Articles like the depressingly predictable ’24 signs she’s a slut’ on the Return of Kings website abound, listing any possible deviation from social norms as ‘signs’ that girls are promiscuous ‘dirty little whores’ who need teaching a lesson (spoiler alert: the lesson is more fucking.) In the case of the aforementioned article, the following are sure-fire signs of sluttiness: saying ‘fuck’ outside of the bedroom; not being ticklish (‘I’ve noticed that girls who aren’t ticklish aren’t so because they’re used to being handled by men. Almost every prude is super ticklish, while sluts are rarely so’), discusses sex outside the bedroom or alludes to illegal drugs in conversation, has ‘big tits’, has extra body hair (like ‘girl-sideburns’. They’re a thing now, apparently) or a low voice (‘it’s testosterone’), is interested in women, has travelled to Jamaica, drinks tequila, lost her virginity at 15, has divorced parents, and describes herself as a feminist. Which basically makes us the sluttiest sluts of them all. But you already knew that.
The general trajectory of such articles is: misogynistic piece masquerading as boundary-pushing, ‘controversial’, or anything else that doesn’t boil down to ‘pure hate speech’ appears on the internet; female commenters turn up below the line to criticise the article’s views; writers and/or publishers protest that it was ‘a joke’, ‘in jest’ or – worst case scenario – ‘banter’; female commenters who complained are upheld as proof by misogynist writers and associated mates as ‘proof that women can’t take a joke’. Six months later, repeat cycle. Not only are women totally sluts, but they’re not funny either. We all know the only thing that they’re good for.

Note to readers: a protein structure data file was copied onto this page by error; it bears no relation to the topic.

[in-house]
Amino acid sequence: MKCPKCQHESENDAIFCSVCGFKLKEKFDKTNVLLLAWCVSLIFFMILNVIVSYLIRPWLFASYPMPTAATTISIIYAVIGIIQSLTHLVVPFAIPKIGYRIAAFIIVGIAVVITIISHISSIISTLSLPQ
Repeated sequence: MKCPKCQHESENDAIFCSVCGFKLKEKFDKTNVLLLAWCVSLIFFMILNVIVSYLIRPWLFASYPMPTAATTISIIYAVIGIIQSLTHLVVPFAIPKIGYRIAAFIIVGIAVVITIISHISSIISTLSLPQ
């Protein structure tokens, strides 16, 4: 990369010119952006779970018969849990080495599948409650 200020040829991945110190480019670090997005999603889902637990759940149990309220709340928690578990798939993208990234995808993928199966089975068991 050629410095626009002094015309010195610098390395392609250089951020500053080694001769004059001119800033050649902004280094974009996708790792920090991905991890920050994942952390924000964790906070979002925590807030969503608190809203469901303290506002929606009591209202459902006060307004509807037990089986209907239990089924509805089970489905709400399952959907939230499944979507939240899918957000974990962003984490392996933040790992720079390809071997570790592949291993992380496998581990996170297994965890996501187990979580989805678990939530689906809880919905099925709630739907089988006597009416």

So long as these articles keep appearing, symptomatic as they are of a wider cultural problem, then we need to hold ‘slut nights’. Whether you believe in reappropriating the word and marching through the streets holding a placard proudly proclaiming ‘I AM A SLUT’, or you think the term should be consigned to the Mad Raging Sexism dustbin for all eternity, drawing attention to sexual double standards remains important.
Only then can women step out of the Madonna/whore dichotomy and into the nuanced realm of real human beings.